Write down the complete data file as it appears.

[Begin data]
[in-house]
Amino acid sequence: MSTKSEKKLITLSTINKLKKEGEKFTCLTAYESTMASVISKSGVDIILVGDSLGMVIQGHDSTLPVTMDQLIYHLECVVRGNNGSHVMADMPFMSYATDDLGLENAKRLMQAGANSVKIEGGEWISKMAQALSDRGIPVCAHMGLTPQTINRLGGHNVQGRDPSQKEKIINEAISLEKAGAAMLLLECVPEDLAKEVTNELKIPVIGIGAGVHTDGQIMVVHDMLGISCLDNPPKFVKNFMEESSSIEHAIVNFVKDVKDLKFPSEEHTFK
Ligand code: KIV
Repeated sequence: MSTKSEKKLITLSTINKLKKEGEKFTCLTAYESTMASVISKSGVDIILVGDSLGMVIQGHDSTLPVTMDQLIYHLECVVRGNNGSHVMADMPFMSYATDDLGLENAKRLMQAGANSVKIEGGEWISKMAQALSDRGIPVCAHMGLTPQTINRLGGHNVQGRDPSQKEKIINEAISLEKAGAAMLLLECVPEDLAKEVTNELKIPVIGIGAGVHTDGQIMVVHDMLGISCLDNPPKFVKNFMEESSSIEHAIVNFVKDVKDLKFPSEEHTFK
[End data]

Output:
[in-house]
Amino acid sequence: MSTKSEKKLITLSTINKLKKEGEKFTCLTAYESTMASVISKSGVDIILVGDSLGMVIQGHDSTLPVTMDQLIYHLECVVRGNNGSHVMADMPFMSYATDDLGLENAKRLMQAGANSVKIEGGEWISKMAQALSDRGIPVCAHMGLTPQTINRLGGHNVQGRDPSQKEKIINEAISLEKAGAAMLLLECVPEDLAKEVTNELKIPVIGIGAGVHTDGQIMVVHDMLGISCLDNPPKFVKNFMEESSSIEHAIVNFVKDVKDLKFPSEEHTFK
Ligand code: KIV
Repeated sequence: MSTKSEKKLITLSTINKLKKEGEKFTCLTAYESTMASVISKSGVDIILVGDSLGMVIQGHDSTLPVTMDQLIYHLECVVRGNNGSHVMADMPFMSYATDDLGLENAKRLMQAGANSVKIEGGEWISKMAQALSDRGIPVCAHMGLTPQTINRLGGHNVQGRDPSQKEKIINEAISLEKAGAAMLLLECVPEDLAKEVTNELKIPVIGIGAGVHTDGQIMVVHDMLGISCLDNPPKFVKNFMEESSSIEHAIVNFVKDVKDLKFPSEEHTFK